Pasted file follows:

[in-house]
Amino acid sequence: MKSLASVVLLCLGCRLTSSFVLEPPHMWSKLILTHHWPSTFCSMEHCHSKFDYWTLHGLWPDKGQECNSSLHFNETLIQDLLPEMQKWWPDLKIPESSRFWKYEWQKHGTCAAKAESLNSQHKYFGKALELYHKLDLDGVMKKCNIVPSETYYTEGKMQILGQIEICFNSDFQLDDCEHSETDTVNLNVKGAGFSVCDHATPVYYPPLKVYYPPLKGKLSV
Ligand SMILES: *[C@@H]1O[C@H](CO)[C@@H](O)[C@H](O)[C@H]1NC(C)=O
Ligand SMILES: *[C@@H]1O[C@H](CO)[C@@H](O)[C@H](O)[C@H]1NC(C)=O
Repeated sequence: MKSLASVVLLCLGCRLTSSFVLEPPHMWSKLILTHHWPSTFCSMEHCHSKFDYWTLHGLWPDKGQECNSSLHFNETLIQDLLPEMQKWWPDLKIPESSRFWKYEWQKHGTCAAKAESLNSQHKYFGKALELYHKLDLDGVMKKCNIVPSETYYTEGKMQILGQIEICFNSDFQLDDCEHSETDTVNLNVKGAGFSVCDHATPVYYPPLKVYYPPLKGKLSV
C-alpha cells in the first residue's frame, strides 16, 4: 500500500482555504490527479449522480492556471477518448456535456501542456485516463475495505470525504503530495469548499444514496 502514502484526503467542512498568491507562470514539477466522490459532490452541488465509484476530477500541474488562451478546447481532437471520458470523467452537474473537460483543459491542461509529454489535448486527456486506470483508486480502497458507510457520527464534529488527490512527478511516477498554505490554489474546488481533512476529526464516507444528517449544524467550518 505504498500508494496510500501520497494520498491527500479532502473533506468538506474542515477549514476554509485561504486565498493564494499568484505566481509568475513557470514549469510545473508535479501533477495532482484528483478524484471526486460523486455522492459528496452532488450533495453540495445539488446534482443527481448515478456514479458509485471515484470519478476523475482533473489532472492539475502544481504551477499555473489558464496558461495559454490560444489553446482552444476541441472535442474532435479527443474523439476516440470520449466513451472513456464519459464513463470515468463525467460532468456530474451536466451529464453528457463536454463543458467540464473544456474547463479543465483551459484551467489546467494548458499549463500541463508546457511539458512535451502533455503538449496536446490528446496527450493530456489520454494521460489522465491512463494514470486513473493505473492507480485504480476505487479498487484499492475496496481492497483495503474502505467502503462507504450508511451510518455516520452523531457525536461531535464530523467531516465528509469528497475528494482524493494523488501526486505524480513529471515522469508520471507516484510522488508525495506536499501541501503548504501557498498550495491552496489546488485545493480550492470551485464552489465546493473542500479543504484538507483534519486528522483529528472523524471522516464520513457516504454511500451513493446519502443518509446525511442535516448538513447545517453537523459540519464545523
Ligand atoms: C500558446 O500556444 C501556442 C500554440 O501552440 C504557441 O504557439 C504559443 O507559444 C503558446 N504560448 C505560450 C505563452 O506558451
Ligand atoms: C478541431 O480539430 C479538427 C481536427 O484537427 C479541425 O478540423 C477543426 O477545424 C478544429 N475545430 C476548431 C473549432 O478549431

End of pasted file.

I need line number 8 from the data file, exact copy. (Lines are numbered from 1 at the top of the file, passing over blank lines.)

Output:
Ligand atoms: C478541431 O480539430 C479538427 C481536427 O484537427 C479541425 O478540423 C477543426 O477545424 C478544429 N475545430 C476548431 C473549432 O478549431